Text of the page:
The main reason I have 4wd is that we use our tow vehicle as our daily driver. We do get a fair amount of ice & snow here in winter, and I have found in the past that rear wheel drive vehicles are not the most fun in those conditions.

Truth to tell, driving conditions are only bad enough to engage 4wd a few times a year but it is nice to now you have it when you need it.

As far as towing the trailer, we have used 4wd a couple of times on our first day of driving south when on snow. Other than that, I have also used it sometimes on rough or very hilly unpaved campground roads - surely could have gotten by with 2wd, but I think it helps stop the back wheels from spinning and throwing up stones and gravel onto the trailer.

Brian.
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Old 07-14-2009, 07:44 AM   #6
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one thing to remember while using 4wd is that you can actually get less traction in some circumstances. if the vehicle is in a turn and you let off the gas, the front wheels may now drag a bit as you get some engine braking. this load on the front wheels can cause the wheels up front to drag and slide. if the front wheels don't turn, they will slide. this is why you see so many 4wd vehicles off the road in the snow. some of the newer vehicles have systems to help avoid this. read up on driving 4wd in bad conditions. if you test it out in snow (in a safe place) you'll feel what i'm taking about and know what to do to correct it
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Old 07-14-2009, 09:03 AM   #7
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I have not read on the Titan but most other 4x4 vehicles will tear up the transmission if driven in 4 wd on the pavement. Read your owners manual!!!!!!

I drive mine in 2 wd unless needed. Which is not very often with the trailer..
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Old 07-14-2009, 09:27 AM   #8
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My Suburban has a lever, on the floor, to engage the transfer case/4wd. The newer GM's have this "auto-trac" feature, supposed to be able to automatically?, engage front end.
Has this feature been helpfull to any of you who have it?, how does it work?, safe to use on pavement?
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Old 07-14-2009, 10:05 AM   #9
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A rule of thumb that works most of the time is to leave it in 2 wheel drive unless it is breaking traction. I've used 4L a lot of times to get something to move a little-and you can do it on a hard surface if all the wheels on the TV are lined up straight. Any kind of a turn in 4wd on a hard surface (unless it is slick) is asking for trouble.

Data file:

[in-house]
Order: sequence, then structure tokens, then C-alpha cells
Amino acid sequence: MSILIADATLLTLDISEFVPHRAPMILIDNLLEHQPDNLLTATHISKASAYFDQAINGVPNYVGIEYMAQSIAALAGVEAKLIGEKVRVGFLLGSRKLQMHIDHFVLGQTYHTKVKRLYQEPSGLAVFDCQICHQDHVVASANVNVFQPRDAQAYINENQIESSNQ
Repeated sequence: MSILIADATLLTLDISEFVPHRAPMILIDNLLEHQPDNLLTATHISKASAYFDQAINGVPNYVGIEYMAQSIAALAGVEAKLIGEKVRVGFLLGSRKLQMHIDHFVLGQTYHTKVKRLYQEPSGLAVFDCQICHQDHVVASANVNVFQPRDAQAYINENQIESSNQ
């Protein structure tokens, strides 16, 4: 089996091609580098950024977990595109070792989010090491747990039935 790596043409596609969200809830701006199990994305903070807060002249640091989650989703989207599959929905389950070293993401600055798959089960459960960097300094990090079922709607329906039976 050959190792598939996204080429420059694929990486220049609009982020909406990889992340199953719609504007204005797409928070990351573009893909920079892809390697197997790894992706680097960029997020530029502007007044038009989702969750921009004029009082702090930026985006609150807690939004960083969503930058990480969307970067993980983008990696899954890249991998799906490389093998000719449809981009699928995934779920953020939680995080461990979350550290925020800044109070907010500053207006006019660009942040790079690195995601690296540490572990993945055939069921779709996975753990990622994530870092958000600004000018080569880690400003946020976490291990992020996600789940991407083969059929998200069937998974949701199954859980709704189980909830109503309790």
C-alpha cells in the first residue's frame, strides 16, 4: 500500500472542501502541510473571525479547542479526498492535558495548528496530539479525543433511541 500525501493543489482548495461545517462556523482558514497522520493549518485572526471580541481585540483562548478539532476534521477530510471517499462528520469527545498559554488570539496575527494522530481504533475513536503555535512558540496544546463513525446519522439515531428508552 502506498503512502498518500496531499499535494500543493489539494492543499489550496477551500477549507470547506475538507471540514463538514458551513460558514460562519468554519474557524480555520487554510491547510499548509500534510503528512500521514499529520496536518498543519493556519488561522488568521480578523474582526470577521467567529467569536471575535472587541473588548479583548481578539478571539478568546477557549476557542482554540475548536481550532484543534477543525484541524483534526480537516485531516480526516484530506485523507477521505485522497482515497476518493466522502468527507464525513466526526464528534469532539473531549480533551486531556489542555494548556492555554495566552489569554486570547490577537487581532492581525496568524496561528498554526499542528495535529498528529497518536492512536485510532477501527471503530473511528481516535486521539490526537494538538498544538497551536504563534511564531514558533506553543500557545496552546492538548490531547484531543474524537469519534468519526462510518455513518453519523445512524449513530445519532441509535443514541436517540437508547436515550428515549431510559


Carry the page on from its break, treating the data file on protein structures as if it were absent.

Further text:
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Old 07-14-2009, 11:20 AM   #10
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Quote:
Originally Posted by rangebowdrie View Post
My Suburban has a lever, on the floor, to engage the transfer case/4wd. The newer GM's have this "auto-trac" feature, supposed to be able to automatically?, engage front end.
Has this feature been helpfull to any of you who have it?, how does it work?, safe to use on pavement?
When in the AUTO mode the ECM senses slippage thru the wheel speed sensors and engages 4wd.

Never used it, actually prefer the old lever system that was on our 95 Burb. But it too had a 4wd EC Module that locked the axles. Burned out once in the middle of a Bflo. blizzard. A little "old school" here, pull the lever, get out and lock the hubs, "the good? old days"

In the rain I do run it in 4wd/h for a short time, just to keep the front diff sloshed-up.
And run in circles once in awhile to keep the clutches in the rear differential from getting grabby on sharp turns, not sure if it helps, but got into the habit with an AWD Astro Van.
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Old 07-14-2009, 01:46 PM   #11
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that answered my question, thanks fellas.
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Old 07-15-2009, 06:06 PM   #12
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The moral of the story is Do not tow in 4X4 on dry pavement... No need to. It is incase you get stuck, or trying not to in slippery conditions. Not rain unless on grass or in mud. Turning in 4X4 will add excessive wear to your front end, plus you will notice a change in steering charactoristics, and feel chassis bind.

I would also add, if you are slipping, and on gravel, adjust your weight ditributing hitch, as you might have it chained to high. Put more pressure on your drives.